Friday, October 28, 2011

Book Review: The Edible Front Yard

SUMMARY: The Edible Front Yard helps you combine the loveliest and tastiest edibles and ornamentals in a garden that is a year-round feast for the eyes. Ivette Soler teaches all the tricks, from laying out the design and choosing the best front yard plants, to clear instruction for a bounty of exciting projects like a fragrant carpet of herbs, a trellis privacy screen using runner beans, and an eye-catching raised bed that turns the hellstrip into a little patch of paradise. From the curb right up to your front door, the information in these pages includes everything you need to have a beautiful front yard and eat it too!
THE FARMER'S REVIEW: This is a gorgeous book! Ivette Soler has created a beautifully photographed, designed and written book about gardening that is suited to planning a home garden using any space around your home. We’ve always assumed that a garden of edibles belongs in the back yard only. After all, the tomatoes get leggy, the melons decide to move three states away on their stringy vines, and vegetable plants aren’t as decorative as flowers and shrubs. Or are they?
Ms. Soler not only suggests what plants are so beautiful you won’t want to plant them where the neighbors can’t see them but she suggests how to plant them, what kind of hardscape will best contain them, and then she offers instructions for how to build the retaining walls, walkways, trellises and other landscaping features.
If you are the handy sort, this book is the only instruction manual you need to create the most beautiful and functional front yard in your subdivision, neighborhood or area. If you would rather hire help to lay the pavers, build the structures and create your new curb appeal, this is the book to go over with your contractor so there is no misunderstanding about exactly the result you want to achieve.
I became interested in growing edible plants in the front yard the year I planted artichokes. My eyes popped as these vegetable plants grew into the most amazing foliage, flowers and ultimately delicious buds ever seen. I had the same experience with the asparagus beds: soft, fern-like growth that is a lovely background for other, smaller plantings. So, I planted some in the front beds, but just in clumps here and there.
Then I found Ms. Soler’s amazing book and realized that with a strategy, design and deliberate organization I could have a mind-blowing garden that would not only be seen as beautiful but upon closer inspection, provide food for me, my family and friends. It will take some initial work as well as a maintenance plan. The hardscape will not be cheap, but with a written scheme I can do what I can afford this year and add a little more as time and money allow. I am so excited!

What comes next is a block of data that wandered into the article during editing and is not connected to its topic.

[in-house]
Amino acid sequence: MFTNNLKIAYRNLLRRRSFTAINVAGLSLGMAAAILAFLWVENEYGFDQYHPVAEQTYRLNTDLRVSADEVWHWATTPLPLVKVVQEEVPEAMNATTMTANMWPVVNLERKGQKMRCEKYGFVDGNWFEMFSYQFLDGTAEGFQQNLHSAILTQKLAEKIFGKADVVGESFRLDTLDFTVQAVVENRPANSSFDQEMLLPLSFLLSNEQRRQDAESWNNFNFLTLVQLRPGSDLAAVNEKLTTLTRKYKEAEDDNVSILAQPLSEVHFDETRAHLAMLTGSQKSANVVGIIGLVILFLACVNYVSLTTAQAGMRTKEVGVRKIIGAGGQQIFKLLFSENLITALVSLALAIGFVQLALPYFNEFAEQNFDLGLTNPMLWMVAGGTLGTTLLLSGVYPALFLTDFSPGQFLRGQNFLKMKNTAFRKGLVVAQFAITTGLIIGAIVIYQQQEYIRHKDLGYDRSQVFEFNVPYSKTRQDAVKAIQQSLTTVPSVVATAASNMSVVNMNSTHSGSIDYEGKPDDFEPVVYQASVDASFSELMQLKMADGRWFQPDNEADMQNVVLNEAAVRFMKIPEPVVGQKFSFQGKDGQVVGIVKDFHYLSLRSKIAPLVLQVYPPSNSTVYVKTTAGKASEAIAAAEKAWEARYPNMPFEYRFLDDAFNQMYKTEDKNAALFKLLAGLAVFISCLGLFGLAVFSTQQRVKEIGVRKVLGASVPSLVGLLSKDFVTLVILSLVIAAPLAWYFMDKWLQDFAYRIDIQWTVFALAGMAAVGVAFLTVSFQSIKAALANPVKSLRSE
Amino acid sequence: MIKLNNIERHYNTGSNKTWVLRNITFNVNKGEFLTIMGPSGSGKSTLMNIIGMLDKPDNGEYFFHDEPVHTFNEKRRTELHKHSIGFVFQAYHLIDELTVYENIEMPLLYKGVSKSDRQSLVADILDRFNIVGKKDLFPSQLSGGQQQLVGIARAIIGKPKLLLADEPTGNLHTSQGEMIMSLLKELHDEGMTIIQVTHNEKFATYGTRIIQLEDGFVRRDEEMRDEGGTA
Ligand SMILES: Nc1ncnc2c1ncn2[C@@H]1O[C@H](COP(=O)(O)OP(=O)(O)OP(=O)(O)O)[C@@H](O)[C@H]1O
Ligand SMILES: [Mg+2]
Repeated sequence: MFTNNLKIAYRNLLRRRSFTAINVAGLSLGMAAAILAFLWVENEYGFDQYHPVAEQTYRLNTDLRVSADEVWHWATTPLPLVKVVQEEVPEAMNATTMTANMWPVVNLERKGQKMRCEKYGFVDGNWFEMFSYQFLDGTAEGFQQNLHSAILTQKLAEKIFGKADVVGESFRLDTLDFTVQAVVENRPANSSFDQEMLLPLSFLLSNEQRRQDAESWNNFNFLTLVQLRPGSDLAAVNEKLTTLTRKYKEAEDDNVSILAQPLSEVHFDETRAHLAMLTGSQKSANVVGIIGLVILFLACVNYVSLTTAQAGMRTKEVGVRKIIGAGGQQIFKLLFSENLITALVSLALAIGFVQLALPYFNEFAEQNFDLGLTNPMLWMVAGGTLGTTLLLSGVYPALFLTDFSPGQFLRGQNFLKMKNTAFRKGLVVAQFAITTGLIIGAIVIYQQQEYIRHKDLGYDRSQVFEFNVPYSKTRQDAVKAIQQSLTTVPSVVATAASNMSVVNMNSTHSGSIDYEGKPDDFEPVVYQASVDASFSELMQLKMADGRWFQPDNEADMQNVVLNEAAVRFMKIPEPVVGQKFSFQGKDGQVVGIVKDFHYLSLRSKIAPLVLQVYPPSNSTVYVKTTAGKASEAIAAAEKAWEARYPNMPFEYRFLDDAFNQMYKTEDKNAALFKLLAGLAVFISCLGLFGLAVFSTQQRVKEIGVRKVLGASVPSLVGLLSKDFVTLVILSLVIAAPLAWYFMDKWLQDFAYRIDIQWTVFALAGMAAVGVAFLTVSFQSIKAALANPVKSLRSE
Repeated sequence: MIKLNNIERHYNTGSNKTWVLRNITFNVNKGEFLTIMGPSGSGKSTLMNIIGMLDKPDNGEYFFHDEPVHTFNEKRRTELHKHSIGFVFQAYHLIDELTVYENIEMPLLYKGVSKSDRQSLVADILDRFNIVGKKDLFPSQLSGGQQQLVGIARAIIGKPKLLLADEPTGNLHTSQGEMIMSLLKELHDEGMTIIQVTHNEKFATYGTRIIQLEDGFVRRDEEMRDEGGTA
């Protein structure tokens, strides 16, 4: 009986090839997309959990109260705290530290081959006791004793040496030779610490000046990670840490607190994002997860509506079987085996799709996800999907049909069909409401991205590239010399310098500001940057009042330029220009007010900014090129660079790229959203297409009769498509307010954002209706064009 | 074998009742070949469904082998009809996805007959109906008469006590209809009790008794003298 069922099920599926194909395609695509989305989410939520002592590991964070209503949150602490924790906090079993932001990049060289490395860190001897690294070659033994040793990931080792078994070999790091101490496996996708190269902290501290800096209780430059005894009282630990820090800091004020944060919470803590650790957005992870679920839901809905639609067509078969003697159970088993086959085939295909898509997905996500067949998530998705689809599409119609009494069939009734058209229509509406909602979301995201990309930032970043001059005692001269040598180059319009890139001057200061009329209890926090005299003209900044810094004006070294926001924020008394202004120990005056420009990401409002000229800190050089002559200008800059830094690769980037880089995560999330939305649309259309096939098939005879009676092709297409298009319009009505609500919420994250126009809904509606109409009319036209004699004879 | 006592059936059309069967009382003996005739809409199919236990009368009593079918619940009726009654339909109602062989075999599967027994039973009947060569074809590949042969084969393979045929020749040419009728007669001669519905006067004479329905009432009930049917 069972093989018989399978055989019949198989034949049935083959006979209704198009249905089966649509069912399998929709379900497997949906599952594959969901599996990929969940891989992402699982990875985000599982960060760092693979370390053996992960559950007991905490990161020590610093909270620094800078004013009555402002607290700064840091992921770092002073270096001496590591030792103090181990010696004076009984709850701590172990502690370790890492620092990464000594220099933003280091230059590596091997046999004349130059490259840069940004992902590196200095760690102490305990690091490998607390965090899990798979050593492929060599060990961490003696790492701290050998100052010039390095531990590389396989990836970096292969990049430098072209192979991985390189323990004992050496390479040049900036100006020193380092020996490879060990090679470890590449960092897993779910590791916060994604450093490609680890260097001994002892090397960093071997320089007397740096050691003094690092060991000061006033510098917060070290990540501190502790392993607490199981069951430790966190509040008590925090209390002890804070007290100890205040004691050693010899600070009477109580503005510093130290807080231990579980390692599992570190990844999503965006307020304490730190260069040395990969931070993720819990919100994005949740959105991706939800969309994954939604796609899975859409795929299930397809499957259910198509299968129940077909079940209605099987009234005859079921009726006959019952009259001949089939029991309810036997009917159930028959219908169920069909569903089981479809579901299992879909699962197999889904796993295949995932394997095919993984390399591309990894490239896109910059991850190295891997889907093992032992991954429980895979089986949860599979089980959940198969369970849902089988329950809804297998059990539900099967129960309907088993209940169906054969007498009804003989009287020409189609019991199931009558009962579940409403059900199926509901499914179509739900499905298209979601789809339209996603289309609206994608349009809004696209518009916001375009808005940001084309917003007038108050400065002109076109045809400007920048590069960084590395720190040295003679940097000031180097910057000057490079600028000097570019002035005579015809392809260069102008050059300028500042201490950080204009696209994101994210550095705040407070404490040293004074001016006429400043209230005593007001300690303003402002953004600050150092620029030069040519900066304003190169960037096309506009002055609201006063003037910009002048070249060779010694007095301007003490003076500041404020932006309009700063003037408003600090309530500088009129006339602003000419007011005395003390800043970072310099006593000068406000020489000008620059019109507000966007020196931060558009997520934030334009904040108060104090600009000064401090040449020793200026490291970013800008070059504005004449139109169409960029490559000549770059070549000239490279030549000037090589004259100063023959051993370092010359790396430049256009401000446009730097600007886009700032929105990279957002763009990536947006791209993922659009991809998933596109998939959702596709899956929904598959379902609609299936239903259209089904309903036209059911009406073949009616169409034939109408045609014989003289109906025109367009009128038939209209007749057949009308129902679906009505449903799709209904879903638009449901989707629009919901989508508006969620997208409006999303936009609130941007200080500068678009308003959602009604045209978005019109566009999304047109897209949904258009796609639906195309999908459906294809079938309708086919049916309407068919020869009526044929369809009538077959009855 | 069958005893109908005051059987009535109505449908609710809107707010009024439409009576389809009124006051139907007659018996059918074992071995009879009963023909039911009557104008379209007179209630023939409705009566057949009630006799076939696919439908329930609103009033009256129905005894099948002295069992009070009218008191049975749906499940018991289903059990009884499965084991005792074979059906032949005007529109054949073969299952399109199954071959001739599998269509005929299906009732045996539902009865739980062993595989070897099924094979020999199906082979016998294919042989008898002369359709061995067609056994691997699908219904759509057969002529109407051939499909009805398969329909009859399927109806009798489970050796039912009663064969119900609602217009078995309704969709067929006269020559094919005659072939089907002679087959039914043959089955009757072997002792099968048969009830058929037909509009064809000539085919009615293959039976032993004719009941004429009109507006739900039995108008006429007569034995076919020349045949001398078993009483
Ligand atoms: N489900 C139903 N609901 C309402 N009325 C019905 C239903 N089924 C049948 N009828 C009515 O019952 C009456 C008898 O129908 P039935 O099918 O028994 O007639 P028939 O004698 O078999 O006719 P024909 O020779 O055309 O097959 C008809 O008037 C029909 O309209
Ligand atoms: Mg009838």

Whether you are planning a garden for the front yard, a small plot in a corner of your backyard, or even on the balcony of your apartment, The Edible Front Yard is the reference book for you. Wait. It is not only an encyclopedia of landscape design, it is a book that is so pretty you will want to keep it out on your coffee table as I do. And if all you grow is grass, trees and a few shrubs, please, please get this book and get out of your rut! You won’t be able to resist planting just one pineapple guava shrub and when you see how pretty and useful that is, another fantastic fruit or vegetable plant that will be a treat for the eyes and your table.
The Suburban Farmer awards The Edible Front Yard 5 broccoli stalks and a MUST BUY!

Sunday, October 23, 2011

Perfectly delicious home made mayonnaise in less than 5 minutes

The step that will take the most time is collecting the ingredients from the refrigerator and pantry!
(I used a bullet blender but you can use almost any blender.)
1 egg
1 c olive oil (or any oil you prefer - I like the olive oil's flavor)
1 tsp lime juice (or lemon juice or vinegar - I like the lime flavor)
3/4 tsp salt
1/4 tsp dry mustard
1/2 tsp fresh tarragon (optional)

Using the bullet's flat blade, place the egg, 1/4 c olive oil, lime juice, salt and dry mustard in a tall bullet jar. Pulse for 10 seconds, three times. Add another 1/4 c. olive oil, pulse three times. Continue 1/4 c at a time until all oil has been incorporated. You will never buy store-bought mayonnaise after you've made your own. It takes almost no time, is delicious, you know exactly what's in it, and you know it's fresh and hasn't been sitting in a hot warehouse for a year.